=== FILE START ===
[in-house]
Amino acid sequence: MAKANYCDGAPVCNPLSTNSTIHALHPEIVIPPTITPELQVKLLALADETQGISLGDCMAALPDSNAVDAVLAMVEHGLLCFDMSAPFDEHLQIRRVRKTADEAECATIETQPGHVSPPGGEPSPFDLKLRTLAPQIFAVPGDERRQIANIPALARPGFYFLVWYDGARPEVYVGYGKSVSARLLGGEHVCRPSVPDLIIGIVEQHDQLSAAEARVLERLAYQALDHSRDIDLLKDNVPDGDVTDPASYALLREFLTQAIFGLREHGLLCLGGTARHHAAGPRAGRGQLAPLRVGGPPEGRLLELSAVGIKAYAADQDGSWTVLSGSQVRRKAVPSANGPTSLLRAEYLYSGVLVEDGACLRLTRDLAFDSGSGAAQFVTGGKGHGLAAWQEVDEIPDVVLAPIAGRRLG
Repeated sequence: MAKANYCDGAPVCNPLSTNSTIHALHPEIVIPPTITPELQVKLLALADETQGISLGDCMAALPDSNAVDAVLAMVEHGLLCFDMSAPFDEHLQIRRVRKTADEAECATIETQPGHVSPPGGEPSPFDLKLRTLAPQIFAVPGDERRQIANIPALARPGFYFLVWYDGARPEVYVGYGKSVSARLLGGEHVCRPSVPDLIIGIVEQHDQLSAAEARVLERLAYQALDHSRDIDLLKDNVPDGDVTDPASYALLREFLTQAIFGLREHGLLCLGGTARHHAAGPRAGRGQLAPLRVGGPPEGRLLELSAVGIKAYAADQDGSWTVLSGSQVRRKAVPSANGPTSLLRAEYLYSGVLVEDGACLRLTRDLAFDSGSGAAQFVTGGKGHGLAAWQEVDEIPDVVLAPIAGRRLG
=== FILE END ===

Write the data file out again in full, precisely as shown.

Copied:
[in-house]
Amino acid sequence: MAKANYCDGAPVCNPLSTNSTIHALHPEIVIPPTITPELQVKLLALADETQGISLGDCMAALPDSNAVDAVLAMVEHGLLCFDMSAPFDEHLQIRRVRKTADEAECATIETQPGHVSPPGGEPSPFDLKLRTLAPQIFAVPGDERRQIANIPALARPGFYFLVWYDGARPEVYVGYGKSVSARLLGGEHVCRPSVPDLIIGIVEQHDQLSAAEARVLERLAYQALDHSRDIDLLKDNVPDGDVTDPASYALLREFLTQAIFGLREHGLLCLGGTARHHAAGPRAGRGQLAPLRVGGPPEGRLLELSAVGIKAYAADQDGSWTVLSGSQVRRKAVPSANGPTSLLRAEYLYSGVLVEDGACLRLTRDLAFDSGSGAAQFVTGGKGHGLAAWQEVDEIPDVVLAPIAGRRLG
Repeated sequence: MAKANYCDGAPVCNPLSTNSTIHALHPEIVIPPTITPELQVKLLALADETQGISLGDCMAALPDSNAVDAVLAMVEHGLLCFDMSAPFDEHLQIRRVRKTADEAECATIETQPGHVSPPGGEPSPFDLKLRTLAPQIFAVPGDERRQIANIPALARPGFYFLVWYDGARPEVYVGYGKSVSARLLGGEHVCRPSVPDLIIGIVEQHDQLSAAEARVLERLAYQALDHSRDIDLLKDNVPDGDVTDPASYALLREFLTQAIFGLREHGLLCLGGTARHHAAGPRAGRGQLAPLRVGGPPEGRLLELSAVGIKAYAADQDGSWTVLSGSQVRRKAVPSANGPTSLLRAEYLYSGVLVEDGACLRLTRDLAFDSGSGAAQFVTGGKGHGLAAWQEVDEIPDVVLAPIAGRRLG